Special care needed to overcome soil types’ specific challenges

Updated Jun 10, 2022
Overtilled soil can result in compaction, which harms a plant’s ability to absorb nutrients and water. Photo: U.S. Department of Agriculture/FlickrOvertilled soil can result in compaction, which harms a plant’s ability to absorb nutrients and water.
Photo: U.S. Department of Agriculture/Flickr

Healthy soil is the holy grail of planting. With so many different regions and soil types across the country, it can be hard to find that sweet spot in which a majority of plants can thrive.

Soil types can be determined from the amount of the three mineral particles present. Sand, silt and clay vary in size, with sand having the largest particles and clay having the smallest. The larger particles of sand allow for more air spaces but also mean that sand cannot retain moisture. Conversely, clay has fewer air pockets as its smaller particles bind tightly together, allowing it to retain water.

Silt is midway between sand and clay with less air space than sand but more than clay. It can retain water longer than sand, causing it to drain poorly, and it can compact easily. Loam is the ideal soil as it is equal amounts of sand, silt and clay particles.

Since most plants want moist, well-drained soil and loamy soil isn’t abundant in all locations, here are some of the common soil conditions and their cures.

Too wet

Soils that are too wet can lead to root diseases and other issues for plants when their root systems are perpetually soaked. Fine-textured soils such as silt and clay often retain too much water.

Adding gravel or compost to clay soil adds space between the particles, allowing it to drain better.

Whenever you’re adding organic matter, it’s important to place it as deep as possible so it can improve more than just the top layer.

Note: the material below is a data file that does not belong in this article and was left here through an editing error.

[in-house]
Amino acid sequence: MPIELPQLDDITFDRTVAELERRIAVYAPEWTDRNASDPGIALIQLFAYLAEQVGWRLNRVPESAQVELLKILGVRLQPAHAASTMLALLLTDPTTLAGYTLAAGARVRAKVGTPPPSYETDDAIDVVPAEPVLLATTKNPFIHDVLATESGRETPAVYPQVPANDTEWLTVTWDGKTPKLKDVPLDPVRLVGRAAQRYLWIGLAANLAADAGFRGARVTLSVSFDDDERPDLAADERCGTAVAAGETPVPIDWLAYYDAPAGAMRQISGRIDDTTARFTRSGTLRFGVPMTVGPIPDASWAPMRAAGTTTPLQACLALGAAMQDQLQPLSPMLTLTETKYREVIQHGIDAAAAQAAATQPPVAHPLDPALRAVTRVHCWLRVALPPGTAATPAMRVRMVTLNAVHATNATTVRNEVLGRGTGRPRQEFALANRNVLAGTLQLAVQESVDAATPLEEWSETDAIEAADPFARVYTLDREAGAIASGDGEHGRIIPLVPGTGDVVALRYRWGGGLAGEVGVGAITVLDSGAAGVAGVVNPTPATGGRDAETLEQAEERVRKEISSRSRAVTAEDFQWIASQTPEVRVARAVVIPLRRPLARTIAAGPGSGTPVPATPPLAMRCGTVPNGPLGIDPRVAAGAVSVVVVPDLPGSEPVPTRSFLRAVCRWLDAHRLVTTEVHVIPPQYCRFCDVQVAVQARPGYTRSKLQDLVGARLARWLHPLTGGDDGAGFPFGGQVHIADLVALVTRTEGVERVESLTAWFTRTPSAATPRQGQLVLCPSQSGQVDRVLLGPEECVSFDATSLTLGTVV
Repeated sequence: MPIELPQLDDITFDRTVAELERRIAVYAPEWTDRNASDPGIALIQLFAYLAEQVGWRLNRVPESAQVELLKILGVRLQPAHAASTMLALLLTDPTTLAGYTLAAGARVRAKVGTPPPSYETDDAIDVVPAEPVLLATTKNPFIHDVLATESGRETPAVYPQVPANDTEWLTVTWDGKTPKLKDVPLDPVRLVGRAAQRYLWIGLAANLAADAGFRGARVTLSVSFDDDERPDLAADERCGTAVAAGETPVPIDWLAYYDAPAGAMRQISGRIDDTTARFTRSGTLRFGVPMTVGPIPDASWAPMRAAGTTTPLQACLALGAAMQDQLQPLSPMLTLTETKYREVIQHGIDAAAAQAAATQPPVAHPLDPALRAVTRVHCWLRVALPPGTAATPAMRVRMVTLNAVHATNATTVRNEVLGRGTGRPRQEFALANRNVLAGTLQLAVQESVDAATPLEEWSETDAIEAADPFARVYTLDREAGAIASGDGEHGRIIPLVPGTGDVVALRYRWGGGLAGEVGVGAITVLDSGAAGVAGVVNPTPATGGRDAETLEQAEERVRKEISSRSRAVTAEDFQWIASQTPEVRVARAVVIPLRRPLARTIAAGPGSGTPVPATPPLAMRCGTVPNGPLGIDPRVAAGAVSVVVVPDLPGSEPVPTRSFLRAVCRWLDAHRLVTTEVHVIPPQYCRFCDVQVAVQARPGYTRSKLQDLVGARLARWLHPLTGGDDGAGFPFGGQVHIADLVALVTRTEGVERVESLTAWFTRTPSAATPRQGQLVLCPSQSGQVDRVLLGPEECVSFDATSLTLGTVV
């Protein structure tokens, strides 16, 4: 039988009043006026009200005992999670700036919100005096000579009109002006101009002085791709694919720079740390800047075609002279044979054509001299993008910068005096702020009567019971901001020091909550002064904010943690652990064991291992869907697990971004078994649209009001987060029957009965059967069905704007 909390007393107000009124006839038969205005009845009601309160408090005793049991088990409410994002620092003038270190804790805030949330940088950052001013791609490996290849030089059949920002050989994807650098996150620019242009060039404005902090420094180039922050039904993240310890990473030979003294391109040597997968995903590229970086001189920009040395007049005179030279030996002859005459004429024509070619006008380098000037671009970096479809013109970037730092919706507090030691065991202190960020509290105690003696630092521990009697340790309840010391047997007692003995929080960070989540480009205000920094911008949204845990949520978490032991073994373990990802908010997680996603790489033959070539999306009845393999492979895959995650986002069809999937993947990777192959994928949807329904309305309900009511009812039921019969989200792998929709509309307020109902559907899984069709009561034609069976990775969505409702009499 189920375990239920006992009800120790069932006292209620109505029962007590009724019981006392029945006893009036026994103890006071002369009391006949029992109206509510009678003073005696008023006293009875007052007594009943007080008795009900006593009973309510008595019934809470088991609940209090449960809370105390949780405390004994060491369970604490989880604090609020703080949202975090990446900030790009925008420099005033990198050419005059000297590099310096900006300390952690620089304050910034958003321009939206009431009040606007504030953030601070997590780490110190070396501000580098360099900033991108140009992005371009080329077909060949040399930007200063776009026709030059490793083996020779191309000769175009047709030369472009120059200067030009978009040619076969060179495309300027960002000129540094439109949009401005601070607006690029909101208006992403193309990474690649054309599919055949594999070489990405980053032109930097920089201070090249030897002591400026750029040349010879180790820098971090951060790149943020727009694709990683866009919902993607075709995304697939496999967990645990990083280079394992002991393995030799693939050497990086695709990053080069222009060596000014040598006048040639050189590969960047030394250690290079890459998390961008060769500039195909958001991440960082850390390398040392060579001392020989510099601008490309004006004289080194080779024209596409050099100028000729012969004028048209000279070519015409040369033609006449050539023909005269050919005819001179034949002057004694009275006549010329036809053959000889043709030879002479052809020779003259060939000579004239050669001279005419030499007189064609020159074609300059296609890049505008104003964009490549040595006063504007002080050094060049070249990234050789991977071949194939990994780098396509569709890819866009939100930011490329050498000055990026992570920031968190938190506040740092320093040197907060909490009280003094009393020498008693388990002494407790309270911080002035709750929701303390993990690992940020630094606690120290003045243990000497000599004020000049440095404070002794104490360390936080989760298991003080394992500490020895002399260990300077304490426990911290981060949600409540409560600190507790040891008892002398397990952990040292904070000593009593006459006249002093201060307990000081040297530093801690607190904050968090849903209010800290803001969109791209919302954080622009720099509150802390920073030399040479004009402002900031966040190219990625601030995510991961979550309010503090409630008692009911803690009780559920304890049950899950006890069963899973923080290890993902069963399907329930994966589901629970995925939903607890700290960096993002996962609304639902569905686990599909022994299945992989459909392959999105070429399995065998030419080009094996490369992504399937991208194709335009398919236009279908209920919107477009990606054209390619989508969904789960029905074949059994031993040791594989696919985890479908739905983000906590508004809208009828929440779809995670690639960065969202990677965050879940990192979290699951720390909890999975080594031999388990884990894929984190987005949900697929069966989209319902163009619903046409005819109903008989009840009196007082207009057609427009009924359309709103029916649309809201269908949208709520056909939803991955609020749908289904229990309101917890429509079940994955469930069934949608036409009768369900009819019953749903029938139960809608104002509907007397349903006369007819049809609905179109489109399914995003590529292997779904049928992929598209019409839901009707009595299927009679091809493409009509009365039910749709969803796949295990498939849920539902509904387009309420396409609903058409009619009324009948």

Experts advise against adding sand to clay soils, as it only makes matters worse. If the drainage situation seems severe, another option is to use raised beds that drain well and have the ideal soil.

Too acidic

When the soil’s pH level is 5.5 or below, it has become acidic to the point that it is preventing the plant from absorbing the nutrients it needs, such as phosphorus and potassium. Some plants like blueberries, rhododendrons and azaleas prefer this type of soil.

The addition of lime is the easiest way to correct this problem. It can be watered in with rainfall or irrigation in established areas. The application rate will vary based on the type of soil and the current pH, but be careful not to overdo lime because it can be harder to lower a pH than raise it. Lime can be applied at any time as long as the ground is not frozen and the plants are not stressed.

Too alkaline

When a soil tips over to the other end of the pH scale, it has become alkaline, and this too can prevent the plants from getting the micronutrients they need. Iron deficiencies are common in alkaline soils, causing a plant’s leaves to turn yellow while the veins remain green.

Alkaline soils occur in arid to semi-arid climates that can be amended with organic matter such as peat or sphagnum peat moss, as they are more acidic. Elemental sulfur can slowly amend the soil, and must be applied annually to see any progress. Lilacs, hellebores, and Green Velvet boxwoods are some of the many plants that can tolerate alkaline soils.


Compacted soils are detrimental to plant growth as compaction makes it harder for the plants to develop proper root systems; plus, water can collect on top of compacted soil instead of soaking in.

Compaction can be caused by a number of factors, including over-tilling the soil, heavy traffic over a certain area and working when the soil is too wet.

Compaction occurs more often with clay or loam soils, but even sandy soils can become compacted over time. Introducing mulch or compost in the top 6 to 8 inches of the soil can help add structure. Deep tilling of subsurface compacted soils can be used in the case of heavily compacted areas after construction and before an irrigation system is installed.

Excess salinity

In arid to semi-arid locations and those near salt water, high salinity in the soil can be a problem. When too much soluble salt is present, plants struggle to extract water from the soil. Plants stressed by excess sodium will appear similar to those in a drought.

The best way to go about correcting high salinity is to improve the drainage. Water must move through the soil to leach salts away from the plant root zone. It’s also important not to use irrigation water that has run through a water softener, as this will add salts to the soil.

To amend or not to amend

A word of caution about soil amendments: their effects are not permanent and some require annual applications before the effects can take hold. If this seems too involved or expensive, the other option is to use plants that are already adapted to the soil problems outlined above.

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